Terminal illness benefits are not death benefits | KPMG | AU

Terminal illness benefits are not death benefits

Terminal illness benefits are not death benefits

Super funds can now pay out terminal illness benefits (TIBs) to members with a life expectancy of 2 years of less. Ross Stephens, Director in KPMG’s Corporate Tax group outlines the new rules.


Director, Corporate Tax

KPMG Australia


Also on KPMG.com

Wheelchair in empty hospital corridor

A number of super funds have noted with interest that it is now possible to pay out terminal illness benefits (TIBs) to members who obtain medical certification that their life expectancy is less than 2 years.

TIBs may assist members with medical bills or may enable travel or other spending before an illness becomes too debilitating. Until recently, funds were unable to pay out TIBs unless the member’s certified life expectancy was less than 1 year, and the increase to 2 years may prompt funds to revisit their present arrangements for TIBs.

TIBs are tax free, similar to death benefits paid to surviving spouses or dependents. However, whilst taxed similarly, TIBs are not actually death benefits.

One important difference is that the anti-detriment increase cannot attach to a TIB. This is an additional death benefit that funds can pay to reflect the impact of the 15 percent contributions tax in reducing the accrued benefits for the deceased member during the member’s lifetime. This anti-detriment increase is not available to TIBs. Thus, if a member’s accrued benefits in a fund were $200,000, a balance needs to be struck between taking the $200,000 prior to death as a TIB or paying a death benefit of up to $235,000 to the member’s spouse or dependents.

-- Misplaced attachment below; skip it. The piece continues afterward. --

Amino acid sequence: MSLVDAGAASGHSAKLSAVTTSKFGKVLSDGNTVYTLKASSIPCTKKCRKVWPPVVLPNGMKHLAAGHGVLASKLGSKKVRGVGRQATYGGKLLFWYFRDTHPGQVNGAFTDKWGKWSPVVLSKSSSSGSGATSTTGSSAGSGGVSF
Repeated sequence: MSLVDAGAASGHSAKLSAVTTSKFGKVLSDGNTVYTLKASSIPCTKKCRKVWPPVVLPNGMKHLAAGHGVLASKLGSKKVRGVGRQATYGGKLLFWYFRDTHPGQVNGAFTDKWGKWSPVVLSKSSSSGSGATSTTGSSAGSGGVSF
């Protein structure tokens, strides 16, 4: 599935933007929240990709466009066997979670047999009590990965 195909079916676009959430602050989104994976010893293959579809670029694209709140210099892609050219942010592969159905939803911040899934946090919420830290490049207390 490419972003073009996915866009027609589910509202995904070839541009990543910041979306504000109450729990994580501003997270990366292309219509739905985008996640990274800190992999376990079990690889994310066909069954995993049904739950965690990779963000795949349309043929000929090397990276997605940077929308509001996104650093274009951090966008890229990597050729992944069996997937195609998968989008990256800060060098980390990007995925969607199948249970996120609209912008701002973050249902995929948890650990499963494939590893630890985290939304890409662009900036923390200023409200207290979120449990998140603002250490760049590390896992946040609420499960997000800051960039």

It may be possible to argue that, if at least some of the $200,000 is left in the fund and paid after death, the full increase of up to $35,000 may still attach. However, the Australian Taxation Office (ATO) has provided no guidance on this issue and it is at least equally likely that the increase is limited proportionately to the part of the $200,000 that is paid after death. Thus, retaining $20,000 until after death would result in an increase of up to $3,500 only.

In this light, super funds should consider whether, in any discussions with members seeking TIBs, they should caution members in relation to this potential reduction in the overall benefits that may be payable before and after death.

Given that TIBs are in many respects just the bringing forward of death benefits, the superannuation industry may also wish to make submissions to the Government to consider extending the anti-detriment provisions to TIBs.

Connect with us


Request for proposal